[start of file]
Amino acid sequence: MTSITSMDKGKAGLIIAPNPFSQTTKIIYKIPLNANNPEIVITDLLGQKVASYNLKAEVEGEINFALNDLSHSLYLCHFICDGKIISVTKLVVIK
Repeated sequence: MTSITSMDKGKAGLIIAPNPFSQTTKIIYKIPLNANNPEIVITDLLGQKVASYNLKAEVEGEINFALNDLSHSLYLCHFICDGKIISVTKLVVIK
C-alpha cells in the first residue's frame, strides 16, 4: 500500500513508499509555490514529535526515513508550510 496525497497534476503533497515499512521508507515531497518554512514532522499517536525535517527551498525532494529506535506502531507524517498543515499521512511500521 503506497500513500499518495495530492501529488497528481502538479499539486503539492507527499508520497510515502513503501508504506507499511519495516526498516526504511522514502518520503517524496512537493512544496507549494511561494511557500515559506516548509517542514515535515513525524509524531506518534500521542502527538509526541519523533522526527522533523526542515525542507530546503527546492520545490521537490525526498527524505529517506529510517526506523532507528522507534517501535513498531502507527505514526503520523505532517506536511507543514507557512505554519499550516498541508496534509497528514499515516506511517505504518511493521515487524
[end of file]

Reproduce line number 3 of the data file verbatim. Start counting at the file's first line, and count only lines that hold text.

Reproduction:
C-alpha cells in the first residue's frame, strides 16, 4: 500500500513508499509555490514529535526515513508550510 496525497497534476503533497515499512521508507515531497518554512514532522499517536525535517527551498525532494529506535506502531507524517498543515499521512511500521 503506497500513500499518495495530492501529488497528481502538479499539486503539492507527499508520497510515502513503501508504506507499511519495516526498516526504511522514502518520503517524496512537493512544496507549494511561494511557500515559506516548509517542514515535515513525524509524531506518534500521542502527538509526541519523533522526527522533523526542515525542507530546503527546492520545490521537490525526498527524505529517506529510517526506523532507528522507534517501535513498531502507527505514526503520523505532517506536511507543514507557512505554519499550516498541508496534509497528514499515516506511517505504518511493521515487524